“New faces unveil the old graces,” says the timeless adage, teaching that sometimes the newcomers even make you long for the departed who once complained or were undervalued. It may ring true not only in personal encounters with these “faces”, but also in the ebb and flow of the years. Despite our expectation of improvement with each passing year, on the contrary, we always seem to be facing something worse.
There is, of course, no way of knowing whether this will be the case in 2024. But it is fair to say that 2023 stands out as one of the bleakest in recent memory.
In 2023, pre-existing conflicts, left over from previous years, escalated. New wars broke out and death continued relentlessly until the very last moments of the year. In Gaza alone, where the conflict between Israel and Hamas has raged on, more than 20,000 lives, mostly women and children, have been tragically lost in a short space of time.
Meanwhile, Turkish President Recep Tayyip Erdoğan continued to target Rojava, the Autonomous Administration of North and East Syria, every time he was in need to hide his desperation by triggering chauvenism. Despite his actions against Rojava, including the destruction of many residential areas across the region, are clearly war crimes,he never hesitate to openly defend them.
Last week, for example, while addressing the muhtars (neighbourhood-level local leaders) gathered in his palace, he atrociously said: “Seventy facilities critical to the terrorist organisation have been hit. Among them are oil refineries. We will hit all of them. Then these places will burn for days. And we will not stop.”
When he said this, Erdoğan was in fact massacring civilians, including artists, workers, women and children. His attacks destroyed power plants, factories, agricultural land, houses, water sources, hospitals and schools in the region, all of which are essential for a society to survive.
Notably, not a single military facility was attacked.
Moreover, all of this happened at the same time as the Autonomous Administration was forging ahead with a new social contract, the Rojava Constitution, a promising document that could serve as an example for the entire Middle East and perhaps the world.
But Erdoğan’s atrocities were nothing more than a deep-seated hostility towards the Kurds, an attempt to prevent the recognition of the Kurdish will to govern themselves.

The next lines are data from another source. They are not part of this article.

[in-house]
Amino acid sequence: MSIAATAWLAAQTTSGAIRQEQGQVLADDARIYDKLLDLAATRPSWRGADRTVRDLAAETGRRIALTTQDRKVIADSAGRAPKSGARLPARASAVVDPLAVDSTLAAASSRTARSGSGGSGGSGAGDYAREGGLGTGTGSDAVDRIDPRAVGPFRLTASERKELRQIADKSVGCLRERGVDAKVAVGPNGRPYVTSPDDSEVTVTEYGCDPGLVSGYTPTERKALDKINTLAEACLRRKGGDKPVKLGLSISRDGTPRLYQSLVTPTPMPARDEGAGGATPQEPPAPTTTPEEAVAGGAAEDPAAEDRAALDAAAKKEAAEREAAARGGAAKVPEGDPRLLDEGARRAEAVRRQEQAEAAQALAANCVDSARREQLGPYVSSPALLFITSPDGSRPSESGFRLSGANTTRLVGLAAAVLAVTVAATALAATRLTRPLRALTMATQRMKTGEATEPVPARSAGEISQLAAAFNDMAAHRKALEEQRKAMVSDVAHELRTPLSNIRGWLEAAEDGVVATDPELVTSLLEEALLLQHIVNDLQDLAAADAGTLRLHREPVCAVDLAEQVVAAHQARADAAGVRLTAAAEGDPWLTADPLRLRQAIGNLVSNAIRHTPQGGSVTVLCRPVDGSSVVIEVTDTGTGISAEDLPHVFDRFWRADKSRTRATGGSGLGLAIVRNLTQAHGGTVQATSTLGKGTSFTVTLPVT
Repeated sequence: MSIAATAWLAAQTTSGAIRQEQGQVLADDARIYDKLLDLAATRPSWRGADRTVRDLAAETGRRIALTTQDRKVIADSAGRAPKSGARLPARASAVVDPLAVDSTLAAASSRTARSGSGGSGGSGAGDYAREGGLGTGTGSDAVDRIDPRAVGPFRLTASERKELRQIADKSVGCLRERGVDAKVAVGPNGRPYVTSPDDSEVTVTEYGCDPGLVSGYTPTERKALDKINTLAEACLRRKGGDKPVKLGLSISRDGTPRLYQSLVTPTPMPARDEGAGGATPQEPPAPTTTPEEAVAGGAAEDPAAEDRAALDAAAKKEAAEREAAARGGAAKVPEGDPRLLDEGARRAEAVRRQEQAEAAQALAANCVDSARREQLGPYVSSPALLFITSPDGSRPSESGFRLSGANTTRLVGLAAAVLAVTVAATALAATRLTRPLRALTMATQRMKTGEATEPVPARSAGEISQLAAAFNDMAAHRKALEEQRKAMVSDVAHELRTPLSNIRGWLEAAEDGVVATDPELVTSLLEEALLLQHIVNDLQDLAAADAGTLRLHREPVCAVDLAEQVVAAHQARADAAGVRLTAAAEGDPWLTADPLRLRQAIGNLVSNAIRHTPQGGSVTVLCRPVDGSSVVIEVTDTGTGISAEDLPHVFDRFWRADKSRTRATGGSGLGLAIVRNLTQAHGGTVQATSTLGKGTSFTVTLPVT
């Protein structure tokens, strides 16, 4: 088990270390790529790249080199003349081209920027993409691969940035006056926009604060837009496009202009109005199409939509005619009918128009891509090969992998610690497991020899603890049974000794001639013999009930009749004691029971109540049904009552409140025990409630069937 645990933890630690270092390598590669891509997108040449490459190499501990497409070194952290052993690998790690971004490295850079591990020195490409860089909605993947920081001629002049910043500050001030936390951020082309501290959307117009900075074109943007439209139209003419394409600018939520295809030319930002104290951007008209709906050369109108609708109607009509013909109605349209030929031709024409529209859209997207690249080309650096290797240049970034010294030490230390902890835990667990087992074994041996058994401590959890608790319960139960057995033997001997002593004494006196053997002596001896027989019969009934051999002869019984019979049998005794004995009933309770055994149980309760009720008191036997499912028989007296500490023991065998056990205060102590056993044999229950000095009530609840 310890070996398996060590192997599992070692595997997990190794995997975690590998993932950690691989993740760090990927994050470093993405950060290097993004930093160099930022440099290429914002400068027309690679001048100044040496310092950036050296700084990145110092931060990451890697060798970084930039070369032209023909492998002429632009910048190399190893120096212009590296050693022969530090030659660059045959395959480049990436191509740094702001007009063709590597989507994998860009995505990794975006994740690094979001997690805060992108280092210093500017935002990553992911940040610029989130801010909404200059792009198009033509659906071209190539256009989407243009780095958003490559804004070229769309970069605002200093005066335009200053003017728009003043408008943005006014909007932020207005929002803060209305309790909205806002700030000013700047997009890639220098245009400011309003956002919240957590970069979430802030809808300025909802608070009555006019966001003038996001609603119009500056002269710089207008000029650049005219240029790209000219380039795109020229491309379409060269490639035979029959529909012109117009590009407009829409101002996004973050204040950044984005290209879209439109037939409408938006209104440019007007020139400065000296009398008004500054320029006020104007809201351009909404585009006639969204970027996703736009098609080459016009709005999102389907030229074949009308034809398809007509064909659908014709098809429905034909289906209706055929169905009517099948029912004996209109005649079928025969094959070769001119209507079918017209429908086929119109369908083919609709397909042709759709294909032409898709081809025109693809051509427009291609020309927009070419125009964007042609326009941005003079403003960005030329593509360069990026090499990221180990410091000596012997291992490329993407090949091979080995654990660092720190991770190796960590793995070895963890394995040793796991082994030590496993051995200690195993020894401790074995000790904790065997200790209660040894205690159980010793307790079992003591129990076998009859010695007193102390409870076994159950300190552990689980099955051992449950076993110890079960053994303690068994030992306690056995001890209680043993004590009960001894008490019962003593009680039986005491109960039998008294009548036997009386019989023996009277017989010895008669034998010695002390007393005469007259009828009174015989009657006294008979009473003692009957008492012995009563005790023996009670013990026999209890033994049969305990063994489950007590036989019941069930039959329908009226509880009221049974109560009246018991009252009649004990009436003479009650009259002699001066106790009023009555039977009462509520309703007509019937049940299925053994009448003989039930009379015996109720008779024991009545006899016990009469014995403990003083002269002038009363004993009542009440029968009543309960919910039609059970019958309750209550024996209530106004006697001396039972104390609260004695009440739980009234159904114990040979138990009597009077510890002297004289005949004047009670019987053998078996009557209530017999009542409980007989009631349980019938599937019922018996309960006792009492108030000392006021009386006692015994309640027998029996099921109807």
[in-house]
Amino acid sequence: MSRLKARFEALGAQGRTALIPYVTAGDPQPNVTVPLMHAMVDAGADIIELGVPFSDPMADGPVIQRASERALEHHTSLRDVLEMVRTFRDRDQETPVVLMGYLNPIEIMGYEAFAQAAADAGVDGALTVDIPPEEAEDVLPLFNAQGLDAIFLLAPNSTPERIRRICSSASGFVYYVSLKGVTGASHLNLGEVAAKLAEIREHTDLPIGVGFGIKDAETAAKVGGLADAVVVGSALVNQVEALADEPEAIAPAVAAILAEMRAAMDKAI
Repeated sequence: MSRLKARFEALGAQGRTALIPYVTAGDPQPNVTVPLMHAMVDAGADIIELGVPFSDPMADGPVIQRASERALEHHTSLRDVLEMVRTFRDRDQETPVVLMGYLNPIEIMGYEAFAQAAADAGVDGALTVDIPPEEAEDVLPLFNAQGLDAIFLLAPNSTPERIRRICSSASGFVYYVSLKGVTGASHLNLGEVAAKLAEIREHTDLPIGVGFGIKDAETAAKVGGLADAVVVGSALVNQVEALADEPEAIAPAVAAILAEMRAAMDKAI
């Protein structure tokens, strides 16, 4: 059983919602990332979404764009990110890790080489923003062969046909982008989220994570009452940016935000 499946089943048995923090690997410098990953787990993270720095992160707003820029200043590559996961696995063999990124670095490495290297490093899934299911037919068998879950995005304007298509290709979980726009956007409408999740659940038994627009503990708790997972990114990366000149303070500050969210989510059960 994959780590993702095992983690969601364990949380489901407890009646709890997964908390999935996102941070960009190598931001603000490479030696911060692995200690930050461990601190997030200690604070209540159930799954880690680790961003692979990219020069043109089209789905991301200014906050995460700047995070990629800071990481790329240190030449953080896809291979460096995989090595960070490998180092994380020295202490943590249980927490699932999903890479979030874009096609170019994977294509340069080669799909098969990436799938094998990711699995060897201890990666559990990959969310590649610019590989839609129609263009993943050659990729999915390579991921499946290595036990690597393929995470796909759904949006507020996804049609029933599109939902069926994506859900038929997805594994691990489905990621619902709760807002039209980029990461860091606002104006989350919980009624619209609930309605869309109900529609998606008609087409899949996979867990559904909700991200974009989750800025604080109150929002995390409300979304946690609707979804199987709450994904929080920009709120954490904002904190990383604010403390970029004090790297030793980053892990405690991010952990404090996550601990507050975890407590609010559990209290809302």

Meanwhile, Israeli Prime Minister Binyamin Netanyahu was doing the same thing in Gaza as Erdoğan was doing in Rojava and Southern Kurdistan.
In the last days of the year, these two leaders also quarrelled with each other.
Erdoğan accused Netanyahu of “committing genocide in Palestine”. Netanyahu, on the other hand, responded to Erdogan by saying, “Erdoğan, who is the last person to give us a moral lesson, is the one who is committing genocide against the Kurds and who holds the world record for imprisoning journalists who oppose his rule.”
Both said the right things, perhaps for the first time, as the final days of the year approach.
But the reality behind these words is this: In 2023, the world was once again confronted with barbaric massacres.
What is disgraceful is the silence that still prevails.
None of the international powers has taken a serious stand against these massacres. Even the harshest words did not go beyond the concept of “we are concerned”. The United Nations may have taken some decisions from time to time, but nobody took these decisions seriously. Unfortunately, this situation has gone down in history as one of the most shameful events of the year 2023.
We are now at the beginning of a new year.
We know that one of the reasons for all these wars and barbarities is the end of the struggles and resistances that prevent the hegemonic powers from achieving what they want. But it seems that resistance and struggle continue to grow everywhere.
The hope is that in 2024 the struggle will succeed and wars and barbarity will be defeated.